There is no doubt that Solvent retention capacity tests (SRC) is a recognized and developing method for all soft flour product manufacturers. Additionally, every day more producers of hard wheat products are also using the SRC as a routine quality testing method. Hundreds of publications are available all evidencing the benefit of measuring SRC values of flours. It is therefore logical to see these values appearing in specification books. This is where standard methods enter. Currently there are only 2 official standards:

  • The traditional Manual method (AACC 56-11.02)
  • The new SRC-CHOPIN standards (ICC 186, AACC 56-15.01)

Referring to standard methods we can see that the New automated method bring much more precision in results, particularly on the reproducibility (comparing results of 2 different labs). This is a typical situation when comparing data from Seller/buyer.

There have been attempts to improve the precision of AACC 56-11.02 by adding different tools. Although this can have an impact on results, there is no official data supporting these results and thus, this cannot be considered as a standard method. Situations due to laboratories using manual or non-standardized (adapted) methods can have a disastrous impact when it comes to comparing results between 2 laboratories.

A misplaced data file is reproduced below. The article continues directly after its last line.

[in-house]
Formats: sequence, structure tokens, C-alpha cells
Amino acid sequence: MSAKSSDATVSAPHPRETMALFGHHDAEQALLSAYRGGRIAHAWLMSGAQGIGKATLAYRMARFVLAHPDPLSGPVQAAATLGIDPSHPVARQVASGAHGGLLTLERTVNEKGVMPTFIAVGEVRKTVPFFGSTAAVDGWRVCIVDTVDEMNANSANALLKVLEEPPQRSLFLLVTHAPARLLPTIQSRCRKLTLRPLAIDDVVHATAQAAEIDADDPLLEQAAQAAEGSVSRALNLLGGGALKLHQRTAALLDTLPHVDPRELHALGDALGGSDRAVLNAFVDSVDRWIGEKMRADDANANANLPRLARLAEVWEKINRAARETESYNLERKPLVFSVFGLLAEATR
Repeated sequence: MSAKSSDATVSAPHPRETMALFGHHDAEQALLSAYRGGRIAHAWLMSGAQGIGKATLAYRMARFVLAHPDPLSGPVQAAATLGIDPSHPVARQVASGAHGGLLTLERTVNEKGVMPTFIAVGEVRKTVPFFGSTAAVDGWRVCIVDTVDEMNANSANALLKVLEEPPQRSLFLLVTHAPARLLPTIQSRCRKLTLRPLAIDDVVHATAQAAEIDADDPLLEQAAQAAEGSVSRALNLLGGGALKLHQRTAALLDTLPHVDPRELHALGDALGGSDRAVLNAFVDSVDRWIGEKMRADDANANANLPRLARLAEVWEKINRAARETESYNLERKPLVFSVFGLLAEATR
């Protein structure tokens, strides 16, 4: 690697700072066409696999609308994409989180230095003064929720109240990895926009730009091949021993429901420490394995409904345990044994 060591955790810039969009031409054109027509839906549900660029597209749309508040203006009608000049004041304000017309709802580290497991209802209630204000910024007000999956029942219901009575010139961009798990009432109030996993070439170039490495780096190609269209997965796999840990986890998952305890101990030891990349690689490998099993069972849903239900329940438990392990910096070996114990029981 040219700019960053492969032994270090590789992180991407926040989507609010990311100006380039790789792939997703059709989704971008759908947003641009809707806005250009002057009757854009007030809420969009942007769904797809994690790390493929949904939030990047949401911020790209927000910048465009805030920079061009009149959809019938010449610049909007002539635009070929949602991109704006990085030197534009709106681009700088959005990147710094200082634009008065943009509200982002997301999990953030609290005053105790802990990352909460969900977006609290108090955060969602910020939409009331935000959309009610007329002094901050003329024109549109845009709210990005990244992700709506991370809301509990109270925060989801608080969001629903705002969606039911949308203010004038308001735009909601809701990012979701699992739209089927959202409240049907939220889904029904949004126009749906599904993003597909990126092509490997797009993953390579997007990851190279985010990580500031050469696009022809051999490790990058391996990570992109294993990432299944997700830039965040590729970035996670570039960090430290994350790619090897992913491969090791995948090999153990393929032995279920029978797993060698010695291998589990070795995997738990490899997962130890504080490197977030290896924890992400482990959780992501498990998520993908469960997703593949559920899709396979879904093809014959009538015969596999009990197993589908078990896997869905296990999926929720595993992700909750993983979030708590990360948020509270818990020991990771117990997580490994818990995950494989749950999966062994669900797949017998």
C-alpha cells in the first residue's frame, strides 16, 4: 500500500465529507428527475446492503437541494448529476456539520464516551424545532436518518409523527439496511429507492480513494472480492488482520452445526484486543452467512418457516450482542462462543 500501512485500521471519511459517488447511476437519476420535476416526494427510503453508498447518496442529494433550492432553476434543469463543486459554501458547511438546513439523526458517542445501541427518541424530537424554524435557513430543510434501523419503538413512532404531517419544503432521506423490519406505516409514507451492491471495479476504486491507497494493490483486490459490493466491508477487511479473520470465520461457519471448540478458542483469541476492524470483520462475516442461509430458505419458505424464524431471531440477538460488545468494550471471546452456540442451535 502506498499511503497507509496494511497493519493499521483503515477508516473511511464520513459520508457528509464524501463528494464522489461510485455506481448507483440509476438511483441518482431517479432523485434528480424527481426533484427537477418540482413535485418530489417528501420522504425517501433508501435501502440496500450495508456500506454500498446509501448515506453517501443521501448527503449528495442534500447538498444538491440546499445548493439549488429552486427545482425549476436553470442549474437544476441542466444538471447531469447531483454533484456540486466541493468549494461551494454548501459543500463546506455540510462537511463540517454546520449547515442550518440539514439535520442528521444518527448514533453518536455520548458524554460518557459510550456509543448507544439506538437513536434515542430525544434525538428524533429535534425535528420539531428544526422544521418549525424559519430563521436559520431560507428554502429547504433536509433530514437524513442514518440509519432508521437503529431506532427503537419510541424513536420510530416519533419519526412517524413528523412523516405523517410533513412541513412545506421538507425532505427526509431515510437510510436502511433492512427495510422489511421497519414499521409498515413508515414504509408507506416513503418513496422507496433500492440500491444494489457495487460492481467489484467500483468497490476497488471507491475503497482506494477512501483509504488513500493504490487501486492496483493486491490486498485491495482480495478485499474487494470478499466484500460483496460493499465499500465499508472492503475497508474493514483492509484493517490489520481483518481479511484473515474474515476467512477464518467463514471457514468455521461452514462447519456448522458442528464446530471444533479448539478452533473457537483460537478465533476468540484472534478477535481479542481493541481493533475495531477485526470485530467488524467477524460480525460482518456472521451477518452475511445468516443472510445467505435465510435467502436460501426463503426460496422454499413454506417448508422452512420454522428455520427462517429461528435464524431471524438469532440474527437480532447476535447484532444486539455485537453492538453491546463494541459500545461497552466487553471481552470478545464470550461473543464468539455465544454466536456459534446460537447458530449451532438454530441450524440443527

Some online information sources are interesting to look at. One study shows 11 different labs testing the same samples (Soft and hard wheats) over a period of 4 years (2016-2019). An example on SUC SRC shows that comparison between labs is far from perfect. Some labs do compare very well (Lab 10 & 5, 37 samples), 1 year), while others do not (Lab 1 & 3, 86 samples, 4 years). Overall, the average correlation between labs is 0.42…and CVR% is 7.4%.

The same observations can be done for other solvents. In all cases the observed value is higher than that of the Manual method. This observation is not strange for at least 3 reasons:

  • The observed values integrate all data (no outlier removal).
  • The number of samples are higher than in a standardization Collab
  • It is a constant observation that results “in routine” are always a bit higher than those assessed during a collab study (People, training, material, maintenance…)

What does this mean for the SRC current and future users?

  • Specification must be based on fair values. These are indicated by standard method, and everyone should refer to them.
  • Make sure your SRC method supports the precision required from your product specifications.
  • By automating the tests and removing most of the causes for human-based errors, the CHOPIN-SRC method creates an outstanding basis for commercial transactions.
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